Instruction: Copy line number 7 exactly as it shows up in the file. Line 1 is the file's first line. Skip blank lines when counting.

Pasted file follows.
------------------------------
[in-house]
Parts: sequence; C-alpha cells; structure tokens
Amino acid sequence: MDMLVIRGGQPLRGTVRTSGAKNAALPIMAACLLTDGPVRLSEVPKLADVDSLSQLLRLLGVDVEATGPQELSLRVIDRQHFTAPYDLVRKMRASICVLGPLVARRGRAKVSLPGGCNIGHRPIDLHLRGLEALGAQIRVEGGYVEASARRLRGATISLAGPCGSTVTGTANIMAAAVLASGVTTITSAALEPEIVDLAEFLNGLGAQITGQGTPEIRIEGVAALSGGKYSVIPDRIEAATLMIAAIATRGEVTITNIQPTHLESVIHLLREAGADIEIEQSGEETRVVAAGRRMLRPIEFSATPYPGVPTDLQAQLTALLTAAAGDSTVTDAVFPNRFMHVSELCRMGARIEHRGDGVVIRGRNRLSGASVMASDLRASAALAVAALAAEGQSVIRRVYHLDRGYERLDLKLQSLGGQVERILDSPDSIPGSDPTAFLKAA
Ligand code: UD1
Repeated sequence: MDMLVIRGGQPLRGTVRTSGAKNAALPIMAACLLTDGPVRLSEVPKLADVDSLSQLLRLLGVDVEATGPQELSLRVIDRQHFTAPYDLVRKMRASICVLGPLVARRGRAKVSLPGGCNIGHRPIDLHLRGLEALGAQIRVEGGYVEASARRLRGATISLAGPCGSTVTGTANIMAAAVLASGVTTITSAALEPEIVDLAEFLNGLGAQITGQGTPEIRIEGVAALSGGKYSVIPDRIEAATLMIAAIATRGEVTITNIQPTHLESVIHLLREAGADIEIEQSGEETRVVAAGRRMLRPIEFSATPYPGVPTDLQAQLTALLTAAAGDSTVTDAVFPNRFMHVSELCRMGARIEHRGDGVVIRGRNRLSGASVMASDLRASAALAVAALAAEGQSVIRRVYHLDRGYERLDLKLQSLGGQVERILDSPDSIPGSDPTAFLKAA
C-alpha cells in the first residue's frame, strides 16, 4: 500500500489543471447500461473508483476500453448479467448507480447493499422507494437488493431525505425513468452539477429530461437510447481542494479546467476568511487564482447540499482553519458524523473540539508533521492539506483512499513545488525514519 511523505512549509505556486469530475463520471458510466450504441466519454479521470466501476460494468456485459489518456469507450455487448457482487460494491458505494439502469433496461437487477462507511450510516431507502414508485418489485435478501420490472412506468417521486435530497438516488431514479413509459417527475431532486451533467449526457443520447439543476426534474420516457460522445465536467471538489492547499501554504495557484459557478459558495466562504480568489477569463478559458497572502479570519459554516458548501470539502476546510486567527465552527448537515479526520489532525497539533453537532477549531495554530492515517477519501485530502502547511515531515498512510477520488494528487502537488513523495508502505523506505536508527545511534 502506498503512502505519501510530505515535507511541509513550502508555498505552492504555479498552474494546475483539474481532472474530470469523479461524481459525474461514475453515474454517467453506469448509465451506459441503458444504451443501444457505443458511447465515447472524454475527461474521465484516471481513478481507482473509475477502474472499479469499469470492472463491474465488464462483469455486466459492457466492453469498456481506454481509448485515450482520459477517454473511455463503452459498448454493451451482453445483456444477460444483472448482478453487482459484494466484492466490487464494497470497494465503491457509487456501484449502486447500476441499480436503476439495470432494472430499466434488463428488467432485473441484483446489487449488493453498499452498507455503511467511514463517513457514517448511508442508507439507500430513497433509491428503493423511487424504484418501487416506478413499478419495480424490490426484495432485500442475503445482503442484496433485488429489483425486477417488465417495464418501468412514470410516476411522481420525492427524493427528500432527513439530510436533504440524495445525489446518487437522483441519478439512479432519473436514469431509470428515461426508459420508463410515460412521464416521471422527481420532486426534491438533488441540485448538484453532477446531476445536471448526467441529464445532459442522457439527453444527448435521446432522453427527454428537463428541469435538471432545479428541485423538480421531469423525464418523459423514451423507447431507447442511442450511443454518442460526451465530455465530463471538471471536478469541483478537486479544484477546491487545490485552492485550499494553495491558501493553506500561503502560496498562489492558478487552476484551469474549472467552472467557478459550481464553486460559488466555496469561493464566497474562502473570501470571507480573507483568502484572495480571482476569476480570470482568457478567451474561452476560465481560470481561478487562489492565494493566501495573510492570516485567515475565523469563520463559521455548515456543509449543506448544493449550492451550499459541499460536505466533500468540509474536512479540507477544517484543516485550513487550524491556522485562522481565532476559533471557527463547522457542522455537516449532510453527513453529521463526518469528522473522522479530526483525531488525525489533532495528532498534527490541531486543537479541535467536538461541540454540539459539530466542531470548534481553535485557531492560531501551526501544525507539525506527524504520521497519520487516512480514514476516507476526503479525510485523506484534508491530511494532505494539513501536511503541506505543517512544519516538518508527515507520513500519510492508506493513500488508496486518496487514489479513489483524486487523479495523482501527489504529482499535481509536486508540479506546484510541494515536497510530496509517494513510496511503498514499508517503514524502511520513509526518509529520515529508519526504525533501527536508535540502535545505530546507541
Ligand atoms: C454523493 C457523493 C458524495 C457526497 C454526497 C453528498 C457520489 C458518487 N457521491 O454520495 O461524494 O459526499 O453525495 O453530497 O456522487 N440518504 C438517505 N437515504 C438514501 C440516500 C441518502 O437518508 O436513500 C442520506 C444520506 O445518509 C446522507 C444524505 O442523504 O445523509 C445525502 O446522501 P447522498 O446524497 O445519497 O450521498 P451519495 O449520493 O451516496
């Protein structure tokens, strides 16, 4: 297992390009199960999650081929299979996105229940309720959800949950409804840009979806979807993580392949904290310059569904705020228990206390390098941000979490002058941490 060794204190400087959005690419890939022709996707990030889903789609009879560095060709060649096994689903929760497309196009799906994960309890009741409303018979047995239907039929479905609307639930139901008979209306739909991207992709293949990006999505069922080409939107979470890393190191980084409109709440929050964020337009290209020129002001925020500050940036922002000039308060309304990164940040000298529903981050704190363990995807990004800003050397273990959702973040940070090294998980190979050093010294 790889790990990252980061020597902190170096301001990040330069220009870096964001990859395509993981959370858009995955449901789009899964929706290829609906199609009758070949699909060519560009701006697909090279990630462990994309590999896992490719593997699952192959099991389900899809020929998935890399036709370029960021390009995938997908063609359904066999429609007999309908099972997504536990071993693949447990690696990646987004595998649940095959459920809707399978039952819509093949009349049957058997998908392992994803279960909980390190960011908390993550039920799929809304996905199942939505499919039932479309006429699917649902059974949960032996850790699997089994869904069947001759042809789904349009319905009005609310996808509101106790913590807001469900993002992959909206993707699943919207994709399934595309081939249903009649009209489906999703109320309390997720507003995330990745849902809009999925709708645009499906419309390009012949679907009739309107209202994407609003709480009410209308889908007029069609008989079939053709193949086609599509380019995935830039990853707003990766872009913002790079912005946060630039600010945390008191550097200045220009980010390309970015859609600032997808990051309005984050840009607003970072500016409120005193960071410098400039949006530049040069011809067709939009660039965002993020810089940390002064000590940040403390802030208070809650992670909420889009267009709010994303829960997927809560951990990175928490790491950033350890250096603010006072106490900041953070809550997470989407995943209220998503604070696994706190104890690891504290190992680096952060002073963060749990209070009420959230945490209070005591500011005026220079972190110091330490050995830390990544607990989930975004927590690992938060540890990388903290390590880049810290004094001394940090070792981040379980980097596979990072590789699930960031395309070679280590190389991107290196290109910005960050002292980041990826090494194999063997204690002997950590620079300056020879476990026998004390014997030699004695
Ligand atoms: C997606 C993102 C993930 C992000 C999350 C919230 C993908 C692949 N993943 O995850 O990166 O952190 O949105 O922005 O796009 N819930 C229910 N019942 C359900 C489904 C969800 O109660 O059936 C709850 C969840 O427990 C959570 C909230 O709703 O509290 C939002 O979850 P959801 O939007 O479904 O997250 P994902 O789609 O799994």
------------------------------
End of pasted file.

Ligand atoms: C454523493 C457523493 C458524495 C457526497 C454526497 C453528498 C457520489 C458518487 N457521491 O454520495 O461524494 O459526499 O453525495 O453530497 O456522487 N440518504 C438517505 N437515504 C438514501 C440516500 C441518502 O437518508 O436513500 C442520506 C444520506 O445518509 C446522507 C444524505 O442523504 O445523509 C445525502 O446522501 P447522498 O446524497 O445519497 O450521498 P451519495 O449520493 O451516496